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ECONOMY | 23-09-2020 16:36

Argentina yield curve inverts as forex controls spook investors

Less than a month after Argentina’s US$65-billion debt restructuring, bond prices show growing concern the government may struggle to pay its obligations.

Less than a month after Argentina’s US$65-billion debt restructuring, bond prices show growing concern the government may struggle to pay its obligations.

The country’s yield curve has inverted in the week since officials announced foreign-exchange restrictions to help conserve cash. Investors perceived the move as an act of desperation instead of a workable solution to stem the drain in foreign reserves, and prices for short-term bonds dropped.

Angst is growing just three weeks after creditors reached a deal to cut interest rates and push back maturities, with the promise that the restructuring would stabilise Argentina’s finances after the country’s third default of the past 20 years.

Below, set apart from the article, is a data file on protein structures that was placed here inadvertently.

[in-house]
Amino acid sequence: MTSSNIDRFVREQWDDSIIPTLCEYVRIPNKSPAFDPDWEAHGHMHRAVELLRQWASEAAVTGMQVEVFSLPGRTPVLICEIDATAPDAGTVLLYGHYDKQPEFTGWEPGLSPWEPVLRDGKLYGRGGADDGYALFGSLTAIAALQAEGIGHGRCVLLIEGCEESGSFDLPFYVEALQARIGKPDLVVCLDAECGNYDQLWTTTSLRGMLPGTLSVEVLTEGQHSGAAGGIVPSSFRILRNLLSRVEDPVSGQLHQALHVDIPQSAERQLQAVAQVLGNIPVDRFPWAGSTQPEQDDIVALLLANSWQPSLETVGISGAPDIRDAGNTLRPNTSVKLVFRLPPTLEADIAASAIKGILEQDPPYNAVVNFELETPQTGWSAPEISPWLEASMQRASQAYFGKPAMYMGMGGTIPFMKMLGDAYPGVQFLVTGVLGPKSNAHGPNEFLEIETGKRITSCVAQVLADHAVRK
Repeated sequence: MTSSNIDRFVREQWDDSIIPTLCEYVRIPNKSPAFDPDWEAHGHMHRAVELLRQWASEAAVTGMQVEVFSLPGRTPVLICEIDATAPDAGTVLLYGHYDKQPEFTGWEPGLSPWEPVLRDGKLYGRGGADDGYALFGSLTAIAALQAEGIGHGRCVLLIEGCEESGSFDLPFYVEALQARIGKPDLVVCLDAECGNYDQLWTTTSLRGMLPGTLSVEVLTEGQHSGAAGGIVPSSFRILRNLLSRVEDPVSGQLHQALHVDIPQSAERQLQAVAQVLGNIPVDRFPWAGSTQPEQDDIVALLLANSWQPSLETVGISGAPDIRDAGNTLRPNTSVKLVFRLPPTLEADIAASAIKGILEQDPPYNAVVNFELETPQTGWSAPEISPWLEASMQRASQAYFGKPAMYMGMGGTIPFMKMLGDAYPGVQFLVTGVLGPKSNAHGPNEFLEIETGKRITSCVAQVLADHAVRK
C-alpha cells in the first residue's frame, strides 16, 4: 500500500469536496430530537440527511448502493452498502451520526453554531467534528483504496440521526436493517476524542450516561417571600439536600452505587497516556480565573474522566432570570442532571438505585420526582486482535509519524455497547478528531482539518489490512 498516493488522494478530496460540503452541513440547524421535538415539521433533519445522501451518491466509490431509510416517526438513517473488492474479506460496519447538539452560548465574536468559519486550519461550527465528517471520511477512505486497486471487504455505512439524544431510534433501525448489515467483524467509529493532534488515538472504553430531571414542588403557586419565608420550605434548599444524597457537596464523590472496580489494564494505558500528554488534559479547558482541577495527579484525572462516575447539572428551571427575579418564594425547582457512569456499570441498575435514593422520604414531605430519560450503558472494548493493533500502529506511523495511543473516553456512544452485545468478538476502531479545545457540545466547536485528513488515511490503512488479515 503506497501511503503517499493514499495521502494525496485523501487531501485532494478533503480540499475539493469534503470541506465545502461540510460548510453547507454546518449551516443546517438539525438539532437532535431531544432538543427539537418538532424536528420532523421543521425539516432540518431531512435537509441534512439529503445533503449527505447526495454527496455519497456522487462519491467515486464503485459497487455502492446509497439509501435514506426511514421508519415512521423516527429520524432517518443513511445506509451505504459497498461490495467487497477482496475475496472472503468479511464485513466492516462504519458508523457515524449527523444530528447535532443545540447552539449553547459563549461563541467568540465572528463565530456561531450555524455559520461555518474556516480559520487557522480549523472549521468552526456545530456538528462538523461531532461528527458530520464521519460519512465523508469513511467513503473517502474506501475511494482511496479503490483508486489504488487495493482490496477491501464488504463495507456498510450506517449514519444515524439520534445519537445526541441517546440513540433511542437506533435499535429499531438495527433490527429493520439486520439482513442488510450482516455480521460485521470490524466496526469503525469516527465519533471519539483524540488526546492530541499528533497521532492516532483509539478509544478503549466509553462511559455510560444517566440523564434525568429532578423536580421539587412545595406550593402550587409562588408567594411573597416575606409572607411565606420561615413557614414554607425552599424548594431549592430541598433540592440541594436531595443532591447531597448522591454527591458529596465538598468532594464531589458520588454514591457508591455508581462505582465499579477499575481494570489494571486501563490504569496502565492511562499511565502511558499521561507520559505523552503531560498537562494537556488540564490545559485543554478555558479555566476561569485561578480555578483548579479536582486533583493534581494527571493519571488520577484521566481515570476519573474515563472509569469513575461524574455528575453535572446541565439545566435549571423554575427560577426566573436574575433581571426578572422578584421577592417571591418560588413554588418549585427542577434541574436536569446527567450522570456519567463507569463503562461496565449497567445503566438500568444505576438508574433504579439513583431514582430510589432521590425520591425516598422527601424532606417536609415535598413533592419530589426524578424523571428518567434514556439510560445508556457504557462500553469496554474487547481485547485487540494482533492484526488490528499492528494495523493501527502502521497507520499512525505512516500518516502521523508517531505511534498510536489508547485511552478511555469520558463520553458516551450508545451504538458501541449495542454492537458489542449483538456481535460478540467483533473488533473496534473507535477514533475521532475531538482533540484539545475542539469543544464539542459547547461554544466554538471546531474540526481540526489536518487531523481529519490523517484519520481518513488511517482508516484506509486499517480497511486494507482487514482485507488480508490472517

“This reflects the already very high perceived chance of another default down the road,” said Pablo Waldman, head of strategy at StoneX Argentina. “Sophisticated traders are shorting the more liquid short end of the curve to hedge their exposure to longer-dated and harder-to-sell securities.”

Longer-term yields have fallen below shorter-term yields on Argentina’s dollar bonds issued both locally and abroad. That’s the opposite of how yield curves look in most countries, where securities with a longer time horizon are perceived to carry more risk.

 

bond yields graphic

 

In Argentina, international bonds maturing in 2030 are trading with a 15 percent yield to convention, while those due in 2041 trade at a 13.6 percent yield, according to data compiled by Bloomberg.

The latest leg down for the notes came after the government expanded restrictions on buying dollars in a bid to conserve cash. Net international reserves have dropped to about US$5.5 billion, according to estimates by Portfolio Personal Inversiones, with the economy is in its third year of recession.

Investors are concerned reserves could be tapped out by the time payments come due, according to Alejo Costa, chief Argentina strategist at BTG Pactual in Buenos Aires. He estimates a 90 percent chance of default over the next decade.

“That’s the problem with unsustainable policies,” he said. “The country can still adjust its policies, but so far nothing indicates the government will do so in the short term.”

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by Jorgelina do Rosario & Sydney Maki, Bloomberg

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